Saturday, 15 March 2014

To Kill a Mockingbird. By Harper Lee

To Kill a Mockingbird

Harper Lee

Arrow Books. First published 1960.

This is a famous American book. At its core is a criminal case of the rape of a white woman, made out against a black man in the semi-rural Alabama town of Maycomb in the 1930s. But the novel is more than just that. It works in different ways, which, together, are strong enough to have kept the book in print all these many years. 

The story is told by Jean Louise 'Scout' Finch, the nine-year old daughter of the widower Atticus Finch, who is the lawyer who defends the accused man. A kind and humane man of great integrity and courage, Atticus has an easy, loving relationship with his children - Scout and her older brother Jeremy 'Jem' Finch. He leaves them to their own devices most of the time, but, without imposing himself on them, teaches them all the right values, such as respect for all people, courtesy, egalitarianism, honesty and courage.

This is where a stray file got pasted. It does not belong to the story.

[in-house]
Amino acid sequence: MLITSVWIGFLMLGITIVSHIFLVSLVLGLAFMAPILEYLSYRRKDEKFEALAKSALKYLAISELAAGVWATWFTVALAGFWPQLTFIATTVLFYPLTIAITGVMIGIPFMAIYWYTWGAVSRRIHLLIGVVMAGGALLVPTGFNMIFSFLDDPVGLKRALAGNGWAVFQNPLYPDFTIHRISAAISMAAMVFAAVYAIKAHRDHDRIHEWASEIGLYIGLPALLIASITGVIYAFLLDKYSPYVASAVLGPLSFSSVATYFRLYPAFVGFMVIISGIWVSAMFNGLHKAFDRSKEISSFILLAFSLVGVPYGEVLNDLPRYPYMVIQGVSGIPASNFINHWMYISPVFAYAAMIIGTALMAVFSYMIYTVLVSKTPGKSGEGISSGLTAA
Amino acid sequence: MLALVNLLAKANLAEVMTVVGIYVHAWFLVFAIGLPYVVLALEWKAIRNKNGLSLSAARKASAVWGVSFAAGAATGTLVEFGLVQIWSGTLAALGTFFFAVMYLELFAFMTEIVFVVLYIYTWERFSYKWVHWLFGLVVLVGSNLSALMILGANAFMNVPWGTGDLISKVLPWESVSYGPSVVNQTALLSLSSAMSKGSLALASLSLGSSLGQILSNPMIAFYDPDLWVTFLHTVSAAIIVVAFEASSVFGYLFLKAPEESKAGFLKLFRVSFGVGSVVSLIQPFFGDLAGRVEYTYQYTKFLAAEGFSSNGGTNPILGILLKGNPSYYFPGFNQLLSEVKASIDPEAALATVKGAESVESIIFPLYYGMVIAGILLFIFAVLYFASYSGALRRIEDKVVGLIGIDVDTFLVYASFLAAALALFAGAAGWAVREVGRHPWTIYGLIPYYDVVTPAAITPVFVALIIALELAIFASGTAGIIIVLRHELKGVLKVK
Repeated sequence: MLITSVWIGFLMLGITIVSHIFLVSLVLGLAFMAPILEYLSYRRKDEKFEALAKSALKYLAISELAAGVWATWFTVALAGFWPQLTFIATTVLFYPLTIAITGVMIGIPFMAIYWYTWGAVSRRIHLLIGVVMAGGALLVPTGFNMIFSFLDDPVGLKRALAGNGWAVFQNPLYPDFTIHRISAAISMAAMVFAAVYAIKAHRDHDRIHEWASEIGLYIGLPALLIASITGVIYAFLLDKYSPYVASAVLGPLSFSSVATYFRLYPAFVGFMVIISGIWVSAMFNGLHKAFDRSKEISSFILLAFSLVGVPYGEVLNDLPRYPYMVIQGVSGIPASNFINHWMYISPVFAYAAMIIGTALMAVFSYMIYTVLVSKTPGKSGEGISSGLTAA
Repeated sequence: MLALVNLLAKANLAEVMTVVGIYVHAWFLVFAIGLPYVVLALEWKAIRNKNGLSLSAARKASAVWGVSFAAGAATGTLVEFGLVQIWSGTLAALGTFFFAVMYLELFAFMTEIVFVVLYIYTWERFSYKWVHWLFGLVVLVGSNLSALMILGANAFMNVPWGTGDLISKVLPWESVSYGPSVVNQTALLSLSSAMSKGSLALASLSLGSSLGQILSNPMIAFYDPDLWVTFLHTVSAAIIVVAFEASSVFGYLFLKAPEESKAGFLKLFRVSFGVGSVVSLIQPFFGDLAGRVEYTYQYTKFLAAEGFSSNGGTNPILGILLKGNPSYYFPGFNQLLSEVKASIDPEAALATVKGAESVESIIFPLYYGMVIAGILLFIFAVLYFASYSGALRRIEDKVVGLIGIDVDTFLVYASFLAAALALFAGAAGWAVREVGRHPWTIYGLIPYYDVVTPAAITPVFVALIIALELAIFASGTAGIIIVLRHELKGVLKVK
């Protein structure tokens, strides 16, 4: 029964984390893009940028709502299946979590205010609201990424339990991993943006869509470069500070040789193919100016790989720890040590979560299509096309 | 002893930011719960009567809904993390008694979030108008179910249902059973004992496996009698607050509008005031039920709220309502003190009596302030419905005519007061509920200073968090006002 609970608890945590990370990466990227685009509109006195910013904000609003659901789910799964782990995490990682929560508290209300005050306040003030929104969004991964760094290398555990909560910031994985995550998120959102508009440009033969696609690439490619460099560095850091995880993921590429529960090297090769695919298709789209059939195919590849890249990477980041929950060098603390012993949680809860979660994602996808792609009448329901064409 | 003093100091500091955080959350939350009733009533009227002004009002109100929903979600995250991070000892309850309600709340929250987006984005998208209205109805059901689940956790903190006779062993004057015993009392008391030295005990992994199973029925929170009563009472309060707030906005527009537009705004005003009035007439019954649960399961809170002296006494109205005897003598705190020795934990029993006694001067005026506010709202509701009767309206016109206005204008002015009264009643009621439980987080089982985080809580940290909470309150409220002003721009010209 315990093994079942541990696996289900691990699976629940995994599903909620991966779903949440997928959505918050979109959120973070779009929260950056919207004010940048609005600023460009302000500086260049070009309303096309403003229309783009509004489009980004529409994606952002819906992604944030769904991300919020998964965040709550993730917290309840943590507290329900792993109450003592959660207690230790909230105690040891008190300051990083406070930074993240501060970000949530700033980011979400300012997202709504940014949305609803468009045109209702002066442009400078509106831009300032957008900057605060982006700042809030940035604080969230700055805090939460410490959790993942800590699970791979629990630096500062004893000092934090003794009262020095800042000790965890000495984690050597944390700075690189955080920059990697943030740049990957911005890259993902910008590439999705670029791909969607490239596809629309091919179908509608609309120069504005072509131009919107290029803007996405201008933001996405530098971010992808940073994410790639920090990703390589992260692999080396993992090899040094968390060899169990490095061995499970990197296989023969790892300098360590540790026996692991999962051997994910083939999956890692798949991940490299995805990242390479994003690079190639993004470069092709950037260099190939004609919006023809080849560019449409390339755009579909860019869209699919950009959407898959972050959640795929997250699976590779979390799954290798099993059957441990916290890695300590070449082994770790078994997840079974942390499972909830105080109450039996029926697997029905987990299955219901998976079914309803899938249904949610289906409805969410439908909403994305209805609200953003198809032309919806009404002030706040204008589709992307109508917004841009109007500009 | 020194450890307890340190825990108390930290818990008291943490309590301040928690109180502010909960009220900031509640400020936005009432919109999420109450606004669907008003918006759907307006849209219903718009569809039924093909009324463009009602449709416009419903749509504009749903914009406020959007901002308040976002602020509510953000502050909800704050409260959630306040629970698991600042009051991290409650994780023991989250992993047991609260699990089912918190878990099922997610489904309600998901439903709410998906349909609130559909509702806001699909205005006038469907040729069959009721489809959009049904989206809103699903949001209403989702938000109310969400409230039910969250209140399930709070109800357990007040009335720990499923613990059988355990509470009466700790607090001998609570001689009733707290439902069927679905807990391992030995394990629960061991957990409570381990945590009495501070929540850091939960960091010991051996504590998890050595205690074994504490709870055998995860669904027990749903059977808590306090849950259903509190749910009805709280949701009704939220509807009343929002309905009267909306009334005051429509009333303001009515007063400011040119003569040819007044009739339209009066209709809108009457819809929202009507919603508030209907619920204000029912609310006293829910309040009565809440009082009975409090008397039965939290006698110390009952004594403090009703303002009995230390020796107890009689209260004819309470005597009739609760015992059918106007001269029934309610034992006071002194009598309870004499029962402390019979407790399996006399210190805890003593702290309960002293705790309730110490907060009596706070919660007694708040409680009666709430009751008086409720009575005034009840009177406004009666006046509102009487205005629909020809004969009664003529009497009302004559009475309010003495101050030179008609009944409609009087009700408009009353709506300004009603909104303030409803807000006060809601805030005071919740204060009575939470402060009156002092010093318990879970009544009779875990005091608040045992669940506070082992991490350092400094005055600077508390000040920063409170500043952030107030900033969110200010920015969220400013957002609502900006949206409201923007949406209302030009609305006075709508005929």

The first third of the book is mostly descriptions of the doings of Scout, Jem and their orphan friend Dill, who comes down from another town to spend the summer with his aunt, neighbour to the Finches. This part is thoroughly identifiable with some aspects of my own childhood, and that of other fictional characters such as Richmal Crompton's William. There is an element of southern Gothic horror in the goings-on at the lonely house situated at the end of the street, which the children's mythology, building on half-heard and little understood scraps of grown people's gossip about a retarded boy, has designated as the dwelling place of a monster. Scout and Jem begin to be made acquainted with the story of the rape and its aftermath when their father is appointed by the court as the defence lawyer. Their friends at school, and many of their neighbours, bully them and tease them and insult them for having a father who's a 'nigger lover'. When they confront their father with this charge, he only counsels patience and ahimsa. He does not explicitly defend his actions. He however makes it clear that he considers it his duty as a human being and as one who must say the truth to stand up for the wronged black man, despite acknowledging the futility of his egalitarian ideals in southern US, even a century after slavery had been abolished. His children get more and more involved in the case, finally being present in the courtroom when the trial is held, seated among the black relatives and supporters of the accused. They leave when the jury adjourns to consider the case, and learn only later that, upon its return, it pronounced the obviously unjust verdict of 'guilty' along with a death sentence. This part of the story then winds down with the tragic death of the prisoner trying to escape from prison, thus cheating the executioner. The rest of the book deals with the quiet aftermath, in which the Finches remain stigmatized by the white society for standing up for the black man. Jem grows up in this time, passing childhood into adolescence, though Scout remains the same. The final denouement reveals the true character of their 'mentally retarded' neighbour.